Landed in the land of Yoshi-San

We haven’t spoken much about our time in Japan. By all means this is not because we had nothing to say, nothing to reflect on instead it’s quite the opposite. Japan is as it ever will be an intriguing and mysterious island for travelers arriving from a western perspective. A few hundred years ago I imagine it was even more shocking, for we have a world of bindingly interconnectedness.  After we left Japan, the only country that came close to the particularly alone feeling that is Japan was Ireland. Japan stands out, culturally, geographically and as a place to move through. 

I’ve lived to see the innovation and capitalistic strength that has set Japan onto the world stage. The war was long over by the time I squirmed out from the womb but Japan has infiltrated our landscape in a way that few back in the forties would dare to believe. Yet, being surrounded by the products of Japan’s efficiency and export economy has not had the effect of bringing any sort of intellectual, historical or cultural understanding of what is Japanese. When we began in February to talk about the places in the world we’d like to try to visit on this journey, Japan landed at the top of the list. So, we dug through our minds and eeked out a few loose connections that we had to the far flung island.

I’d been working in fine dining as a Chef in NY for a few years, short by any stretch of the imagination for old-school Chefs, but I had managed to make a great many friends and connections in that short period. After I’d let my restaurant know I was leaving I pulled Nafumi, our Wagyu beef supplier, aside and told her about our plans. We’d been ordering from Nafumi for over 3 years so it just seemed natural to ask her. I spoke with her on the phone more than much of my family. As soon as she learned of our interest in Japan and our supposed itinerary she insisted that we come over for dinner and discuss how she could help us in exploring Japan. Nafumi had always been a hard lady to bargain down prices, so I chose not to argue and welcomed the opportunity for a new friend.

We spent a lovely evening at her house and enjoyed a nice braise over terrific wine. She made a commitment that she would ask all her friends and see if she could find us a place to stay or two while we were there. We were shocked and thankful and left her home glad to have such a wonderful new friend and advocate for our adventures.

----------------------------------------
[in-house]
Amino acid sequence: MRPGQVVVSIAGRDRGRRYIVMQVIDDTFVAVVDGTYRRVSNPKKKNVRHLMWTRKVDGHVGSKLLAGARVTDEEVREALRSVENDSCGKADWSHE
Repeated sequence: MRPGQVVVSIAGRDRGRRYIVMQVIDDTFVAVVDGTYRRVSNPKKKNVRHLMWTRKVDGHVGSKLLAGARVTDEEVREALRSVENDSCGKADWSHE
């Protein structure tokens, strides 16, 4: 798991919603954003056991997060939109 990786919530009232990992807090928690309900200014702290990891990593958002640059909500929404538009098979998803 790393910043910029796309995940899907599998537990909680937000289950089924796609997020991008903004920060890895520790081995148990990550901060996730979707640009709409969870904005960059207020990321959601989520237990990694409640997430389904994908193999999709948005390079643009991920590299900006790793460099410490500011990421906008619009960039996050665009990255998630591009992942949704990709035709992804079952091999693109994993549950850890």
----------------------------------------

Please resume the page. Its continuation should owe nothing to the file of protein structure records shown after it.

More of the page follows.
Time compressed and shoved us all the way to Seoul before we realized that we hadn’t done a good job at finalizing our plans in Japan. We had found a intriguing farm to stay at but that was about a week and a half away and we were leaving Seoul in a few days. Time was getting short. We began barraging Nafumi with follow up emails within a few days of realizing we were getting too close and needing to purchase tickets. The prices were creeping and for any of you that have ever traveled to Japan, you know how it is; for those who’ve yet to go, save all you can.  We didn’t hear from Nafumi for a few days and started to panic. We quickly booked a flight to Tokyo as we needed to leave Seoul and be in Japan with plenty of time to find the farm we wanted to visit. 

The next day, I get an email from Nafumi. “Ok, Wayne. You are good in Kagoshima.” She goes on to explain that her friend Yoshi is available and willing to ‘host’ us. We quickly called the airlines and changed our flight from Tokyo to Kagoshima. We were on our way to Japan. Into the arms of a total stranger. We only knew he was nice and would pick us up from the airport. 

For the last few days in Seoul I put all that out of my mind and didn’t really think about it until we were on the plane to Japan. Who is this guy? What will he be like? Are we intruding? What are we getting into here? 

Kagoshima is on the Southern most tip of Japan; the capital city of Kagoshima Prefecture in the southernmost island of Japan, Kyushu. It’s warm there and the country’s major breadbasket. It’s also home to Sakurajima one of the most active volcanoes in the islands. The airport itself is in Kirishima and that is where we first set foot in Japan.

Of all places in our travels I never expected Japan to be the place where we got given a lot of shit by the immigration and customs guys but turns out it was. You see we didn’t have Yoshi’s address. He was picking us up so he just gave us his phone number, it didn’t cross our mind that we might need that to enter. Naive Americans used to flashing our passports and going wherever we please I suppose. 

There was a French couple in front of me, middle aged, plump, tan-less, ready to get fresh air, or a cigarette. So much in need of it, as I could feel the poor guy getting more and more upset by the second. They hadn’t filled out the visitor/immigration form correctly because, as stereotypes predict, they understood zero English. Most of their form was blank. Between arm motions and waving and pointing, eventually they filled in the appropriate info, probably their hotel.